Stressful Scheduling

Routine turns into new routes as the new semester begins.


Graham Webb reviewing their new schedule sitting in the guidance office.

After taking many stressful finals tests, sophomore Parker Haberstroh had walked into her first-hour class hoping to sit by her friends. Throughout the last semester, she became comfortable with all of the students in her class, even the ones she didn’t previously know. However, the new semester instantly forces a reset where out of about 23 students, only two are recognizable.

The new semester started on Tuesday, Jan. 17, and this resulted in a multitude of changes as many students started new semester long classes, whereas many students who had year long classes had the same teachers, but moved to completely different hours.

Like many students, knowing little to no students in both their new subject classes and their shifted hours classes, Haberstroh had no idea who to talk to.

“Sometimes we have projects where we have to pick a partner or talk to your table or whatever, but if I don’t know them, I don’t just want to put myself out there. It’s kind of hard,” Haberstroh said.

However, even if students know some other people in the class, mandatory seating charts set by the teacher can rearrange students to where they’re in a group of unknown students. Additionally, right after students finally create a routine, when the semester switches their class hours around, it completely throws their directions off.

“I definitely don’t like it because I like setting myself in place knowing who to talk to and what I’m going to do and then this change is really messing me up,” Haberstroh said. “Especially with seating charts, you can’t choose to sit by your friends even if you do have someone you know in your class, we can’t mix it up.”

Students with semester-long classes switch subjects when the semester ends, and this makes a lot of students anxious, including freshman Emma LaRosa.

“Walking into a room where I don’t know people is nerve racking because they could ask questions and then, ask too many questions, and then you don’t know what to say,” LaRosa said. “I’m not good with crowds or just anybody looking at me ever; I’m kind of antisocial.”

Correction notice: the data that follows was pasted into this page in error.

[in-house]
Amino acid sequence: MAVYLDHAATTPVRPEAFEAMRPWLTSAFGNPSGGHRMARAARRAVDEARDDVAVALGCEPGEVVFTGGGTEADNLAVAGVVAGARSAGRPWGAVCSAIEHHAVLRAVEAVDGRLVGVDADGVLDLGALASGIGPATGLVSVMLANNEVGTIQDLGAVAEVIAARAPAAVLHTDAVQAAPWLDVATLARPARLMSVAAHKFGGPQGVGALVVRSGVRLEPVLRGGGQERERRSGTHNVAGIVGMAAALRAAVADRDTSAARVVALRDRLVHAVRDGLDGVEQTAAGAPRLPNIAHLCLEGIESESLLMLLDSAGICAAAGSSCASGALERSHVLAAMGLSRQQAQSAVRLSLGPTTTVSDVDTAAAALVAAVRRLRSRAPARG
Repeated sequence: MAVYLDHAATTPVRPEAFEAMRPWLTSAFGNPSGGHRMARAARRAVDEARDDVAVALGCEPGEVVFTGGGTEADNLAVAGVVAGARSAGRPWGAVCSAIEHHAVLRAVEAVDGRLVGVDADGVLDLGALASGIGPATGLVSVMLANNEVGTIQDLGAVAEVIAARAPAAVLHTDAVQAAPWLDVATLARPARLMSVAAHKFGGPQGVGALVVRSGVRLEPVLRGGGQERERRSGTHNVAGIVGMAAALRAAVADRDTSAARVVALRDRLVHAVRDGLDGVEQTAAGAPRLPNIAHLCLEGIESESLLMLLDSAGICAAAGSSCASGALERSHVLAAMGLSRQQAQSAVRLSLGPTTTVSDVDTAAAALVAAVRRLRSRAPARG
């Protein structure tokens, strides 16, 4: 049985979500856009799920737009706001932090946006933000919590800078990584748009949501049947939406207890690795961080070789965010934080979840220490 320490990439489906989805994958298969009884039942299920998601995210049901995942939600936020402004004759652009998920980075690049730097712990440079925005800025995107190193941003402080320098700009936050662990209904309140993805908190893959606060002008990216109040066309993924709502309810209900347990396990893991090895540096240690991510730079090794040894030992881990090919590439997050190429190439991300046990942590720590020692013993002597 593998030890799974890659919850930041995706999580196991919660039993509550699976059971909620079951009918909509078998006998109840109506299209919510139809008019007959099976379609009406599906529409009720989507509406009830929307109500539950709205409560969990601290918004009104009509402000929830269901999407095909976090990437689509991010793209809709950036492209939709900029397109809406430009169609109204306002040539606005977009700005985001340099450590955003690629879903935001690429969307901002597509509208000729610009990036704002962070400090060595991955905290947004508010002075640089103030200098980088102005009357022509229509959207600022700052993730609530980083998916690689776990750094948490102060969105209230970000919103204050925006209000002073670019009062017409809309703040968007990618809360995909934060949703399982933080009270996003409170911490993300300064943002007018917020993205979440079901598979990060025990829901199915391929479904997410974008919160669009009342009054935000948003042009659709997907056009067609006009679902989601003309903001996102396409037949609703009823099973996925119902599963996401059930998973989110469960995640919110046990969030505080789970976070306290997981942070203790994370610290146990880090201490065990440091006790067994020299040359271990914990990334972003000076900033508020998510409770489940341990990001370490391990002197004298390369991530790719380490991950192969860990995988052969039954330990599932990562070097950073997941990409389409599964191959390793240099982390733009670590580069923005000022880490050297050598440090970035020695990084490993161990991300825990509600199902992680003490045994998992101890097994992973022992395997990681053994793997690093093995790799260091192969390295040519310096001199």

To some students, not knowing the teacher can be another very stressful result of the schedule change.

“I don’t want my first impression of my new teachers to be bad. If it were the same teachers, they would already know who I am. Now it’s like I need to prove what type of student I am over again. I need to make sure I’m acquainted. They need to know that I can speak in a classroom, but I just don’t,” LaRosa said.

In the guidance office, Graham Webb considers the new classes they will have. (Kyly Jacobs)

On the other hand, freshman Cooper Schmidt says the new semester makes life easier. He enjoys making new friends and facing the challenges his new schedule proposes.

“The new semester helps me learn to talk to people and learn how to communicate and start conversations, which helps build social skills with other people,” Schmidt said. “It’s really just multitasking: I have these classes, these people I gotta figure out, these new homework assignments and stuff. It keeps my brain active, and really helps me a lot.”

Teachers especially enjoy the schedule change because year long classes contain the same students, so it only changes who is in which class. Mrs. Kathryn Mastorakos, having taught for 27-28 years, enjoys the social dynamic changes.

“Even though it’s the same kids, now you have different people interacting, and every teacher will tell you that every class has its own kind of personality and vibe. Now it’s a different mix of people, so you feel like, oh, I didn’t know these people were friends. You get to see how people interact with each other,” Mrs. Mastorakos said.

Mrs. Mastorakos also feels like the new semester is a fresh start. However, even with these new class personalities, she still sometimes misses her old hours.

“It’s always a good thing because then you don’t get tired of each other. Students get to have fun with new people. Maybe they didn’t have a friend, you know, in the first semester but now they’re in a class with their best friend or whatever; they need somebody new,” Mrs. Mastorakos said.

In the end, many students enjoy the new semester schedule changes, whereas many do not. But it’s important, as Haberstroh said, to go into it with an open mind.

“Don’t try to close yourself off from other people because you never know who you might be friends with and how that class might affect you in the long run,” Haberstroh said.

LaRosa says she didn’t like the schedule change initially, but it’s not that bad.

“You just gotta bear through it. It’s only 52 minutes,” LaRosa said.

However uncomfortable the schedule change might be, some students think of the fresh start as an amazing opportunity.

“Don’t be nervous about going to your classes and saying, oh no, I don’t have someone in my class anymore. What am I gonna do? Don’t be nervous. It’s a new opportunity to meet new people and have new life experiences. You could meet really interesting people that get you involved in clubs after school stuff,” Schmidt said.